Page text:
Fallon: Radical Islamic Leader’s Aims Remain a Puzzle
By Gerry J. Gilmore
American Forces Press Service
WASHINGTON, Apr. 18, 2007 The intentions of radical Islamic cleric Muqtada al-Sadr largely remain cloudy amid the shifting sands of power politics in the new Iraq, the commander of U.S. Central Command testified at a Congressional hearing today.
“This is a guy that’s pretty difficult to understand for us,” Navy Adm. William J. Fallon told House Armed Services Committee members. “He holds, clearly, a large amount of influence within segments of the Iraqi population, but of late he has been absent.”
Sadr is a Baghdad-based Shiite religious leader who commands the Mahdi Army militia, which has fought U.S. and Iraqi troops on many occasions.
The fiery cleric advocates an immediate withdrawal of U.S. military forces from Iraq. But, he has mostly disappeared from public view since the mid-February start of the surge of U.S. and Iraqi forces into Baghdad and parts of western Iraq, Fallon noted.
“By all accounts he appears to be in Iran,” Fallon commented on reports of Sadr’s whereabouts. Yet, the cleric’s “particularly nasty” militia members, he said, remain a nuisance to U.S. and coalition troops in the Baghdad area.
News reports attribute the recent resignation of six Sadr loyalists in the Iraqi Cabinet as a stunt arranged by the cleric to protest the lack of a timetable for the withdrawal of U.S. troops from Iraq.
Defense Secretary Robert M. Gates said yesterday during a visit to Amman, Jordan, that the cabinet resignations may prove to be advantageous to the Iraqi government. The secretary acknowledged that Sadr’s motives are unclear at this point and remain, for now, “a mystery.”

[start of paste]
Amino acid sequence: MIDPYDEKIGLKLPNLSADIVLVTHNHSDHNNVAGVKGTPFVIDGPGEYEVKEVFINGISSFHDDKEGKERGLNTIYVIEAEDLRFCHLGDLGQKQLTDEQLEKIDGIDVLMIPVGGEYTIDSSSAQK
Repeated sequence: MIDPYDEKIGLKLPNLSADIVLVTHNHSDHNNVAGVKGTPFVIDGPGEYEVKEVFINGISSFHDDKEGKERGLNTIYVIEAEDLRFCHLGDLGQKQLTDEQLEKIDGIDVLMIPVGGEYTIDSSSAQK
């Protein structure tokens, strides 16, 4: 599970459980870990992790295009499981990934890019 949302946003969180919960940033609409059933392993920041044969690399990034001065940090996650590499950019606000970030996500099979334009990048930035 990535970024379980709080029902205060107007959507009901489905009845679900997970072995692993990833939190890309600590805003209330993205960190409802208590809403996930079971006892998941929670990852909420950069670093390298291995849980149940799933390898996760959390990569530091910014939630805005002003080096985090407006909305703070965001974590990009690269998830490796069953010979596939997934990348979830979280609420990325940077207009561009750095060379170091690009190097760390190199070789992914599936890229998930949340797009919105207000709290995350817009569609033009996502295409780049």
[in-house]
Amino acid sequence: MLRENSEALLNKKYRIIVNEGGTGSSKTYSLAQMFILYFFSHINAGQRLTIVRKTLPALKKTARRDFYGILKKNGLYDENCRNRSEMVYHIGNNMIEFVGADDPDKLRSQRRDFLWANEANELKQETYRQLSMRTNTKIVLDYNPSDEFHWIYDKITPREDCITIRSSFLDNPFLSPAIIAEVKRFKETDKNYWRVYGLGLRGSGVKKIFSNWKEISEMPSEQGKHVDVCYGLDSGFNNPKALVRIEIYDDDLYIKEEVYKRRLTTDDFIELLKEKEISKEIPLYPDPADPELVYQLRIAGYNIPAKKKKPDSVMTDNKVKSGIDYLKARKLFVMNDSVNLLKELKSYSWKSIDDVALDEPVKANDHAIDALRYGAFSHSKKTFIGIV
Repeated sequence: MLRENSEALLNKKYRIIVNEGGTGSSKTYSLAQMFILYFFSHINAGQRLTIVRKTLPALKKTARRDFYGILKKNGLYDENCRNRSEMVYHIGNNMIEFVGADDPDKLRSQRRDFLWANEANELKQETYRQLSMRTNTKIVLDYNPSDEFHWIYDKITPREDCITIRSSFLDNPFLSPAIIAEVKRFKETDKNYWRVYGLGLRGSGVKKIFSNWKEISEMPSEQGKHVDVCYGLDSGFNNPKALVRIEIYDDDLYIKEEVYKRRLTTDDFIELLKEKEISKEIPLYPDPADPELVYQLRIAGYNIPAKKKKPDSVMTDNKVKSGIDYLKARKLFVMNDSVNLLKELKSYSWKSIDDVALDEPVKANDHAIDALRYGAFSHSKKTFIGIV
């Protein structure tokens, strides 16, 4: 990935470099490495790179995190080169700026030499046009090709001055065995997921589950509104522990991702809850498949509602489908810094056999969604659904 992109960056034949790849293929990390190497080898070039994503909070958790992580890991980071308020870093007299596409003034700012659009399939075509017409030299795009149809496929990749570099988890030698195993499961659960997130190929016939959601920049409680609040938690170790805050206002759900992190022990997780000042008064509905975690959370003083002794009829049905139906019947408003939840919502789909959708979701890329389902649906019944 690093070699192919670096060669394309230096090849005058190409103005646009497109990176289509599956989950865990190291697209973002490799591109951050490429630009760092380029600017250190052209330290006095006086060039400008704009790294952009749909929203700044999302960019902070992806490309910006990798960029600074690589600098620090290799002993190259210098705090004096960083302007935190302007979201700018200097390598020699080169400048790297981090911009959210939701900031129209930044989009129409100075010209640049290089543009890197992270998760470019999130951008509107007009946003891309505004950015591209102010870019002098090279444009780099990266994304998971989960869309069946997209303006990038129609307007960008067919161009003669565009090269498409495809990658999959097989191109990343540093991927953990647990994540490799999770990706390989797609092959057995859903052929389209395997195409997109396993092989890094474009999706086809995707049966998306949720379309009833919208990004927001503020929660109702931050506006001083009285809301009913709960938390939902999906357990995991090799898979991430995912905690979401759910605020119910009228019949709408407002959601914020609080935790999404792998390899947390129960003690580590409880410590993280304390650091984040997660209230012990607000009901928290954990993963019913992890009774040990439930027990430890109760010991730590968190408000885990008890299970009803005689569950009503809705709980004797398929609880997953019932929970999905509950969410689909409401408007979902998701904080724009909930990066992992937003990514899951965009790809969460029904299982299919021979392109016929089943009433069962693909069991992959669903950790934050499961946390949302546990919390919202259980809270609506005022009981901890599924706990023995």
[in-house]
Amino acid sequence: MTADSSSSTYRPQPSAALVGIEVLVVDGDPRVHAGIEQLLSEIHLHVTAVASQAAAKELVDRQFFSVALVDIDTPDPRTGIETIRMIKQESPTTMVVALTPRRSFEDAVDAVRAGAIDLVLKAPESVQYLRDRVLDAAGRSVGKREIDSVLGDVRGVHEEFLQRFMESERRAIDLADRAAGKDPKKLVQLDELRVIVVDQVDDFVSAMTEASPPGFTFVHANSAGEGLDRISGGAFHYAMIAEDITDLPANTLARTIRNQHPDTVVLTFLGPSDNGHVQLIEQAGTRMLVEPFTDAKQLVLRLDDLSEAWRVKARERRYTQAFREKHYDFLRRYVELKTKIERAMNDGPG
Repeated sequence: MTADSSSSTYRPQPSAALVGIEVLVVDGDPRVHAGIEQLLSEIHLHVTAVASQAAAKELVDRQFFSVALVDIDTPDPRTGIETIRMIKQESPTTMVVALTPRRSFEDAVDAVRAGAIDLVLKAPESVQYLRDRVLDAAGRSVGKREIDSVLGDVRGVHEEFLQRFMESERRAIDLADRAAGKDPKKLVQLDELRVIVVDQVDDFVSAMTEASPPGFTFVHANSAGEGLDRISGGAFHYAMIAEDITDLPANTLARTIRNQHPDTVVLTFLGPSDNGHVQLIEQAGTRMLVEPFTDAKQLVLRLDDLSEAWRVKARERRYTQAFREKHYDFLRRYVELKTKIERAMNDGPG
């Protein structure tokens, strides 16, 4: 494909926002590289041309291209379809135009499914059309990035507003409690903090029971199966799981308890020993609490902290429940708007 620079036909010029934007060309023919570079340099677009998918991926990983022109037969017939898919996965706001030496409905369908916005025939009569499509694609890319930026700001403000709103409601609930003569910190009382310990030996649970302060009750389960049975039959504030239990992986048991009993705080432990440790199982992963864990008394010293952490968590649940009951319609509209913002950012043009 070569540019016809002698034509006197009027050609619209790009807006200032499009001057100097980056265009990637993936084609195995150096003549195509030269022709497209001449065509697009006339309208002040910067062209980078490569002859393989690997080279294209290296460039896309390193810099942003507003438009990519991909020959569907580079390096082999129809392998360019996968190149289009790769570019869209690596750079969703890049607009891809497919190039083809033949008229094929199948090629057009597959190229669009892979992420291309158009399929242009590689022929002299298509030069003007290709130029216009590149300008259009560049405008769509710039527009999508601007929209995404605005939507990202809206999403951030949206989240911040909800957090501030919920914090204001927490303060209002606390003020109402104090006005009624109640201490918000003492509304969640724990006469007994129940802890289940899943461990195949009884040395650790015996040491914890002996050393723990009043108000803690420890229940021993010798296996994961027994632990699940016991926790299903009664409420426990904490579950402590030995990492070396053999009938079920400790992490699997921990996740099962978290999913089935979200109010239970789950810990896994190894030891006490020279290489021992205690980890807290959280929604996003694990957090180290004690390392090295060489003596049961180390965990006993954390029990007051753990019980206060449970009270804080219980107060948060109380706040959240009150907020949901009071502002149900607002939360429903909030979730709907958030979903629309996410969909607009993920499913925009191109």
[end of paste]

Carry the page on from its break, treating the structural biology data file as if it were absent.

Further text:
Fallon said not one of Sadr’s many public proclamations issued since the fall of Saddam Hussein’s regime have been helpful to the coalition or the new Iraqi government.
Yet, Sadr’s militia hasn’t tried to stop the movement of U.S. and Iraqi security forces into Baghdad as the surge continues, the admiral noted.
However, the cleric’s followers “are attacking our forces sporadically,” Fallon said. There is currently no indication of a Mahdi Army-staged mass uprising against U.S. troops, he added.
Fallon told the House committee that most Iraqi citizens are weary of sectarian strife and bloodshed and are likely not interested in Sadr’s overtures for continued violence. It’s therefore important, he said, that Iraqi leaders publicly denounce the extremists at every opportunity.
The admiral took over as CENTCOM’s commander March 16. Since then, he told the committee, he’s traveled to Iraq, Afghanistan and other Middle Eastern countries that come under his command’s purview.
After discussions with key U.S. and Iraqi military and civilian leaders and sifting through reams of data, Fallon said he sees significant signs of a reduction in the number of murders and other kinds of sectarian violence in Iraq.